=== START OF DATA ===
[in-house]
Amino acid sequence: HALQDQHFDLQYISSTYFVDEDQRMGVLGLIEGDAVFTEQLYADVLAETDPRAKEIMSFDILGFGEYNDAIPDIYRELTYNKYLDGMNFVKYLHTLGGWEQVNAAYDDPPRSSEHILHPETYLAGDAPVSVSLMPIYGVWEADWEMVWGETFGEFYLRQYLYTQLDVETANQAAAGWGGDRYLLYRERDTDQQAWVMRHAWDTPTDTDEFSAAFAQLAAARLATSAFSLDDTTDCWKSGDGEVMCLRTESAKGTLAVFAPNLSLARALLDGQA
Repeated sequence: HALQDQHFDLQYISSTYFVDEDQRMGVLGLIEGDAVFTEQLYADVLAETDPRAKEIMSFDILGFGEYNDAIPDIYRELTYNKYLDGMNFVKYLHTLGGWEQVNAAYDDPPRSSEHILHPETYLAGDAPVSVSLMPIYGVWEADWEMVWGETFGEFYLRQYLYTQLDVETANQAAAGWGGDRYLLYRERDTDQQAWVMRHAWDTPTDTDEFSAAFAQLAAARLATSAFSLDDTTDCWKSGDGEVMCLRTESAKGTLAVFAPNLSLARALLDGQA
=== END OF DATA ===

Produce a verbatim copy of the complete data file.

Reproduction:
[in-house]
Amino acid sequence: HALQDQHFDLQYISSTYFVDEDQRMGVLGLIEGDAVFTEQLYADVLAETDPRAKEIMSFDILGFGEYNDAIPDIYRELTYNKYLDGMNFVKYLHTLGGWEQVNAAYDDPPRSSEHILHPETYLAGDAPVSVSLMPIYGVWEADWEMVWGETFGEFYLRQYLYTQLDVETANQAAAGWGGDRYLLYRERDTDQQAWVMRHAWDTPTDTDEFSAAFAQLAAARLATSAFSLDDTTDCWKSGDGEVMCLRTESAKGTLAVFAPNLSLARALLDGQA
Repeated sequence: HALQDQHFDLQYISSTYFVDEDQRMGVLGLIEGDAVFTEQLYADVLAETDPRAKEIMSFDILGFGEYNDAIPDIYRELTYNKYLDGMNFVKYLHTLGGWEQVNAAYDDPPRSSEHILHPETYLAGDAPVSVSLMPIYGVWEADWEMVWGETFGEFYLRQYLYTQLDVETANQAAAGWGGDRYLLYRERDTDQQAWVMRHAWDTPTDTDEFSAAFAQLAAARLATSAFSLDDTTDCWKSGDGEVMCLRTESAKGTLAVFAPNLSLARALLDGQA